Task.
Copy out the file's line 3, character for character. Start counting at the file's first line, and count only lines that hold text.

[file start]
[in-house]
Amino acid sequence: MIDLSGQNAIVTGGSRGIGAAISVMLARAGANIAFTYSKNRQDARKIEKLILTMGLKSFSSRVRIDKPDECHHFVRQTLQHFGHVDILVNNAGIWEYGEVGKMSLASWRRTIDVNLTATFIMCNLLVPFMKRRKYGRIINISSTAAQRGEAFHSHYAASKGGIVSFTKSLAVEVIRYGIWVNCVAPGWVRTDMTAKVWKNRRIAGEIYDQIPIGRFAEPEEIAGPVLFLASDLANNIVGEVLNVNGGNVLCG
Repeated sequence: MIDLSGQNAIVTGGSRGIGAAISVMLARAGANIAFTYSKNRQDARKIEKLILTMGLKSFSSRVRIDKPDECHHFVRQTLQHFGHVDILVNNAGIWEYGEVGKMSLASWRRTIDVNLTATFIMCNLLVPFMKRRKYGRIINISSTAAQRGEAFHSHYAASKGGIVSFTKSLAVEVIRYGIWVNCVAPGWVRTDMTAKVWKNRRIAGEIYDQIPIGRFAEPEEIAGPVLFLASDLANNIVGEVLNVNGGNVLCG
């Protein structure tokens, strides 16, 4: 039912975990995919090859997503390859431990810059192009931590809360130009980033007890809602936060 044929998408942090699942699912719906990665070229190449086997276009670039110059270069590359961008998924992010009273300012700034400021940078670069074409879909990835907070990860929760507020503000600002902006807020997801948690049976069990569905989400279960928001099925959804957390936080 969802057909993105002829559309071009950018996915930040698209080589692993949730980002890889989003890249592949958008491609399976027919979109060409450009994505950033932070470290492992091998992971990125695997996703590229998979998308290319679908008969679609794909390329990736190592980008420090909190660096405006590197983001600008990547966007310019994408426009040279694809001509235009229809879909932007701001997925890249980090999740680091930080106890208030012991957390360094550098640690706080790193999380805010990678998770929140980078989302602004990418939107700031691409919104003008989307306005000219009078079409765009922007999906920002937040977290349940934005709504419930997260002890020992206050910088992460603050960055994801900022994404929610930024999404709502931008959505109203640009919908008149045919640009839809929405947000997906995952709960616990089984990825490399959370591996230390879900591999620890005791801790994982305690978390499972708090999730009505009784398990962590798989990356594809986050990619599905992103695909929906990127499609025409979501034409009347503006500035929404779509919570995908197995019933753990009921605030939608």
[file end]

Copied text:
Repeated sequence: MIDLSGQNAIVTGGSRGIGAAISVMLARAGANIAFTYSKNRQDARKIEKLILTMGLKSFSSRVRIDKPDECHHFVRQTLQHFGHVDILVNNAGIWEYGEVGKMSLASWRRTIDVNLTATFIMCNLLVPFMKRRKYGRIINISSTAAQRGEAFHSHYAASKGGIVSFTKSLAVEVIRYGIWVNCVAPGWVRTDMTAKVWKNRRIAGEIYDQIPIGRFAEPEEIAGPVLFLASDLANNIVGEVLNVNGGNVLCG